Why is hunting important to the communities around Wyoming?
Welcome to the Kids Ask Why podcast where the kids ask the questions. A production of Wyoming Public Media and Buffalo Bill Center of the West.
SOPHIA: Hi, my name is Sophia Moore. I live in Cody Wyoming and I am eight years old. I’m interested in this, because last summer, we were going out to my cousin’s cabin, and we couldn’t go because there was a fire- Lost Creek Fire. They shut down the road. So we had to turn back like 15 minutes out of town. So we had to go up the next time I came. It was just really cool to see the fire up close.
Today I am talking to Katie Williamson, who is the fire dispatcher for the Bureau of Land Management. Did you have to role in the Lost Creek fire?
KATIE: I did have a role in that. So last year, I was actually in my dispatch center when that call came in. And so right now my job as the center manager Cody dispatches I support a lot of the firefighters going out there. And so my job is to send all the firefighters to go and help put out the fire. And then when the fire kept getting bigger and bigger, it was my job to find all the different extra firefighting equipment like the extra fire trucks, and the aircraft, and hand crews to send to that fire.
SOPHIA: Why are fires important to the forest?
KATIE: So fires are really important. Not all fires are scary and want to make sure we know that. Some fire is really good for our forests. So when you have a fire go through an area, it can help stimulate more trees. It can help seed start to grow more new, healthy plants. It cleans up a lot. You know when you go into the forest and you see a bunch of needles that have fallen from a tree on the ground? Fires come and help clean up that so then it’s a healthy ground surface again, and new plants can grow. It also helps open up a canopy. When you have a fire come in, it’ll help kind of open up the tree canopy because the fire burned up some of the older dead trees. And so now more sunlight can come into the forest and you can get more rain on the ground to help grow newer trees and healthier plants.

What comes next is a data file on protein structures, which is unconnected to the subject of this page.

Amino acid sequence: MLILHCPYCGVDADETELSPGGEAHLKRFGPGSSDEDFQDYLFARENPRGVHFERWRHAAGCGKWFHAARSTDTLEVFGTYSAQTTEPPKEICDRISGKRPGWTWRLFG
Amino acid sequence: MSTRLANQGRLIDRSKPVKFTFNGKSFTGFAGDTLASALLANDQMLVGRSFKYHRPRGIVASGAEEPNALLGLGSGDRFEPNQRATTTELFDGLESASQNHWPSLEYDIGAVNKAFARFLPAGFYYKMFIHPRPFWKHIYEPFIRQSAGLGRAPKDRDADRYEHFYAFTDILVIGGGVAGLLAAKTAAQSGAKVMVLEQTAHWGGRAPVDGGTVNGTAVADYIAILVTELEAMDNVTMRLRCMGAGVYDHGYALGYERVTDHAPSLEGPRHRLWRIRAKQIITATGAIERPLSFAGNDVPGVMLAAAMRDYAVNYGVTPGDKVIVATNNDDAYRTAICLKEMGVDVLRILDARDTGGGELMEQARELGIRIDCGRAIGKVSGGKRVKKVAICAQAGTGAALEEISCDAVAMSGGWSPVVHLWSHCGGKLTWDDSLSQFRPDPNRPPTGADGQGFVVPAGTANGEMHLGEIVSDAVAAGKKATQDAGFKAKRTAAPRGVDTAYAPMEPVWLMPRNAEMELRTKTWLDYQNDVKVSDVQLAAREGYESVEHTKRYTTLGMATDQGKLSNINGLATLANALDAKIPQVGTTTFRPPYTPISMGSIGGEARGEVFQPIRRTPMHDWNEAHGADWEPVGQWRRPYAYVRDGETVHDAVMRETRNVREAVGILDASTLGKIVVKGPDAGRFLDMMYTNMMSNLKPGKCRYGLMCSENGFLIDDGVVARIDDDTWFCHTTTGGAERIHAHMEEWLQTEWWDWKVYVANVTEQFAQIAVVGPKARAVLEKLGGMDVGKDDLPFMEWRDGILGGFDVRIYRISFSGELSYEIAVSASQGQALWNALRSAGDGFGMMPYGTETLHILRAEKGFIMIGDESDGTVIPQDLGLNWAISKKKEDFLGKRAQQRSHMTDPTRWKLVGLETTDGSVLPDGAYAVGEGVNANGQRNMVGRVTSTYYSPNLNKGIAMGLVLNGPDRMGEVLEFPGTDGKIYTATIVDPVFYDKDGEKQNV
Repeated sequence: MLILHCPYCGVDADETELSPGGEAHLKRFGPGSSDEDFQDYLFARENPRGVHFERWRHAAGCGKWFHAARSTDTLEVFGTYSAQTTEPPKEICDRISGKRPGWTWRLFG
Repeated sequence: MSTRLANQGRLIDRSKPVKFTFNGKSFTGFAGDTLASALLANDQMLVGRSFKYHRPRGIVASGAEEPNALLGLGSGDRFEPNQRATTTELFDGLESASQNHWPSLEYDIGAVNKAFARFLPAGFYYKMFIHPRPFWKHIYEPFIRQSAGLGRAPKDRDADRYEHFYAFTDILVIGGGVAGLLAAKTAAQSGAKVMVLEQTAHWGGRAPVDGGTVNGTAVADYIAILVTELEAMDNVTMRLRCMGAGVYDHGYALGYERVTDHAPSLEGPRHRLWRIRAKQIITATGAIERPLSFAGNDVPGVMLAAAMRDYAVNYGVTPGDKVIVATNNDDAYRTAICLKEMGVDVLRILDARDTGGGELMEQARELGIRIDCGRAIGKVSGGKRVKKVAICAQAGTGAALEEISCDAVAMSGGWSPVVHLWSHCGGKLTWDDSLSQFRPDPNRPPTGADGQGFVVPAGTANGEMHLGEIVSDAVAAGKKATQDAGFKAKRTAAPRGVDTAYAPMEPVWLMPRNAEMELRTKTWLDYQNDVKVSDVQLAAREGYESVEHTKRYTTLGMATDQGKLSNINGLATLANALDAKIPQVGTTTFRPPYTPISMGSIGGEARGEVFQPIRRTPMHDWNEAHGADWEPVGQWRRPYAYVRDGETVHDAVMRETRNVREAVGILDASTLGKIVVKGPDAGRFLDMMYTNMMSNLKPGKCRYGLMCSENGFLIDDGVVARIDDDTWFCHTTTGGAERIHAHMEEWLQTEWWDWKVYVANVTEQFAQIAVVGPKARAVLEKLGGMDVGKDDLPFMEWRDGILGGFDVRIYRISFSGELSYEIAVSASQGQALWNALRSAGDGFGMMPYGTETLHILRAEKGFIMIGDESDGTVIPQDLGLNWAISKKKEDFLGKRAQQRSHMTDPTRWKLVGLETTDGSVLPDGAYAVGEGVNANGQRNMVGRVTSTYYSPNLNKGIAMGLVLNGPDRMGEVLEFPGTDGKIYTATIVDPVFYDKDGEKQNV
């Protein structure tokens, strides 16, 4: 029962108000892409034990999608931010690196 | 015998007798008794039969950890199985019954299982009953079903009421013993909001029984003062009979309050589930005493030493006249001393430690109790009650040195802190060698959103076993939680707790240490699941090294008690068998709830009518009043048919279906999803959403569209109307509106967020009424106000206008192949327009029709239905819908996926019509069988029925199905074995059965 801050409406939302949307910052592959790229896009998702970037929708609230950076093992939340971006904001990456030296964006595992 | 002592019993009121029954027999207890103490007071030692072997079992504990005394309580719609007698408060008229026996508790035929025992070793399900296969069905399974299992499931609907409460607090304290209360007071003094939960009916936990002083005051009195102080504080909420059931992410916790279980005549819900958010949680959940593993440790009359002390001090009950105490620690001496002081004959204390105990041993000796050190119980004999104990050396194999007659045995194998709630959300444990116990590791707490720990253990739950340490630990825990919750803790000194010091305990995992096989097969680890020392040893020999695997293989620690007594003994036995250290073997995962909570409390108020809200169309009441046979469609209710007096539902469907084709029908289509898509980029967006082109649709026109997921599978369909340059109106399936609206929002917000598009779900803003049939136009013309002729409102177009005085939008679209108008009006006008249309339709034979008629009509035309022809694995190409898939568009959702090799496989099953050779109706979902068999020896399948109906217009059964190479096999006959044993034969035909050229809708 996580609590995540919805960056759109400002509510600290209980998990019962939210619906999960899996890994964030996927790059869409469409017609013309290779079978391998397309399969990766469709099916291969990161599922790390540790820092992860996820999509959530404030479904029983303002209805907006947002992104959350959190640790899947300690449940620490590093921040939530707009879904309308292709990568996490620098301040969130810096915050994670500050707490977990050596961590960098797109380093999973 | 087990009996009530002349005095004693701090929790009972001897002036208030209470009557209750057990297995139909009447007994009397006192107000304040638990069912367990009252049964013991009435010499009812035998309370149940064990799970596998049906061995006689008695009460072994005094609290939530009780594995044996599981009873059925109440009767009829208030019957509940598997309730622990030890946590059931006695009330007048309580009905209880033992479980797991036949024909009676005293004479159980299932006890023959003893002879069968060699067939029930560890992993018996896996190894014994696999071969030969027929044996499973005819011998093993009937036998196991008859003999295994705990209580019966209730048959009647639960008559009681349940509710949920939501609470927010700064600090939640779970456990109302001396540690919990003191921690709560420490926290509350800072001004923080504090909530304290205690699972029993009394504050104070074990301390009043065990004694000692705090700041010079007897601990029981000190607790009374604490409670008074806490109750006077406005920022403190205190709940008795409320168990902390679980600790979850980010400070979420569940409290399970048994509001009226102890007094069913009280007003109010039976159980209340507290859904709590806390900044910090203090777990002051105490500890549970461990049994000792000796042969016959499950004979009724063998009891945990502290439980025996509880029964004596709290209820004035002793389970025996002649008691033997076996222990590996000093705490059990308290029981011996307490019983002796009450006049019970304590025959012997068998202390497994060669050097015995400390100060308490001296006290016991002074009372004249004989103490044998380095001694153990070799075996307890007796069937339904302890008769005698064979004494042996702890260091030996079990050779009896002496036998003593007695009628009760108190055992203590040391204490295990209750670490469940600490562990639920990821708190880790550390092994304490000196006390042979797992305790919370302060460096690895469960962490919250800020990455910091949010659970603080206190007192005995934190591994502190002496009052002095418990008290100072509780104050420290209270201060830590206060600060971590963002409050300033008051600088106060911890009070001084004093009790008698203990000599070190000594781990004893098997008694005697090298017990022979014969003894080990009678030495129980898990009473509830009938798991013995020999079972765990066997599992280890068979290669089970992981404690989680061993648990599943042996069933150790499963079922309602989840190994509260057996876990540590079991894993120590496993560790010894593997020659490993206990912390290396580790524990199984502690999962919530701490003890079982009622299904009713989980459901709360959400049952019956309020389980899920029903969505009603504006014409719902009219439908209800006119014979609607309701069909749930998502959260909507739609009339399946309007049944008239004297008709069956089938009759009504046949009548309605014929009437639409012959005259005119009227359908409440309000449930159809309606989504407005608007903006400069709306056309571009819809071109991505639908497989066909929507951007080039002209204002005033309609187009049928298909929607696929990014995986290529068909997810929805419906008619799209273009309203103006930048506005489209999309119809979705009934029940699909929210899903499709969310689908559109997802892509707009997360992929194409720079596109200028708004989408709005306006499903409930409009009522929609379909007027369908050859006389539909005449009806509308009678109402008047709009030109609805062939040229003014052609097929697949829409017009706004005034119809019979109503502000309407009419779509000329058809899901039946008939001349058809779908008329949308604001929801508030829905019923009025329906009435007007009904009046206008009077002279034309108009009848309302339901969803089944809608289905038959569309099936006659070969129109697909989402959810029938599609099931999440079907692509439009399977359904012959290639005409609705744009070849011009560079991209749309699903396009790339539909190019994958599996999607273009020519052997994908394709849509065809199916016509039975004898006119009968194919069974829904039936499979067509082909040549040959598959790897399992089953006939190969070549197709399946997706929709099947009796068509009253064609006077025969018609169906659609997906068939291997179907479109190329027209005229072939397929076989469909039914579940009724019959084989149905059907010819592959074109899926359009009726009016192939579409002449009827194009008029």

SOPHIA: Katie, how do you decide when to leave a fire burning or when to put it out?
KATIE: It really depends on a lot of different factors. So sometimes it depends on how did the fire start? Was it started by lightning? Or was it started by a human cause, like somebody forgetting to put out their campfire, which is how the Lost Creek fire started. Also, it depends on the location of where the fire started. If it was down near, like people’s homes, you know where people live, we don’t want to usually let those burn. If it’s in the wilderness, where it’s really remote and you know that there’s not going to be a lot of people there, we might let it burn. Also, we take into account the time of the year. So is it going to be getting cooler at night? Like in the fall? You know, the summer’s over with? Is it getting cooler at night where we might start getting some rain or some snow? Or is it in August when it is like 100 degrees out and really, really hot.
SOPHIA: How do animals know when a fire is coming? How do they stay safe?
KATIE: Well, they’re kind of a lot like humans so they can smell the smoke. They can see the fire maybe they can even hear the trees. A lot of animals don’t want to be near the fire. They want to get away from it. What do you think a bird would do if they saw or smelt fire?